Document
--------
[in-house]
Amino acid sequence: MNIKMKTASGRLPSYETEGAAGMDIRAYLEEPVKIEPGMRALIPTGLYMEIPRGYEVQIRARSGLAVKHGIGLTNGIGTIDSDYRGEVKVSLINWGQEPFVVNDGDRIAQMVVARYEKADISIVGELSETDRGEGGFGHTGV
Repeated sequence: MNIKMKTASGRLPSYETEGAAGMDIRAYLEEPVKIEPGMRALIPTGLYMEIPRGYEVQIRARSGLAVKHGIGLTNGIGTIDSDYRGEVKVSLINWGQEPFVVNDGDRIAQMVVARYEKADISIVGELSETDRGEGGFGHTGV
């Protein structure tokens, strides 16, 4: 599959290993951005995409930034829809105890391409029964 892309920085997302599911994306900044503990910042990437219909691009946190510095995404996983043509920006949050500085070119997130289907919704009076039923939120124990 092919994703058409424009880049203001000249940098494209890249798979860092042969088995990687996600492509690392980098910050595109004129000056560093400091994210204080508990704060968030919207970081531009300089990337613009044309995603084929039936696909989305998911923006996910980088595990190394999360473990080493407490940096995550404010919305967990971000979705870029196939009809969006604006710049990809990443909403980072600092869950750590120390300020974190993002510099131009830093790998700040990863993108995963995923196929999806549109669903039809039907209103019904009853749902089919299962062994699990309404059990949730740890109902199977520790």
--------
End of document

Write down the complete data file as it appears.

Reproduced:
[in-house]
Amino acid sequence: MNIKMKTASGRLPSYETEGAAGMDIRAYLEEPVKIEPGMRALIPTGLYMEIPRGYEVQIRARSGLAVKHGIGLTNGIGTIDSDYRGEVKVSLINWGQEPFVVNDGDRIAQMVVARYEKADISIVGELSETDRGEGGFGHTGV
Repeated sequence: MNIKMKTASGRLPSYETEGAAGMDIRAYLEEPVKIEPGMRALIPTGLYMEIPRGYEVQIRARSGLAVKHGIGLTNGIGTIDSDYRGEVKVSLINWGQEPFVVNDGDRIAQMVVARYEKADISIVGELSETDRGEGGFGHTGV
């Protein structure tokens, strides 16, 4: 599959290993951005995409930034829809105890391409029964 892309920085997302599911994306900044503990910042990437219909691009946190510095995404996983043509920006949050500085070119997130289907919704009076039923939120124990 092919994703058409424009880049203001000249940098494209890249798979860092042969088995990687996600492509690392980098910050595109004129000056560093400091994210204080508990704060968030919207970081531009300089990337613009044309995603084929039936696909989305998911923006996910980088595990190394999360473990080493407490940096995550404010919305967990971000979705870029196939009809969006604006710049990809990443909403980072600092869950750590120390300020974190993002510099131009830093790998700040990863993108995963995923196929999806549109669903039809039907209103019904009853749902089919299962062994699990309404059990949730740890109902199977520790």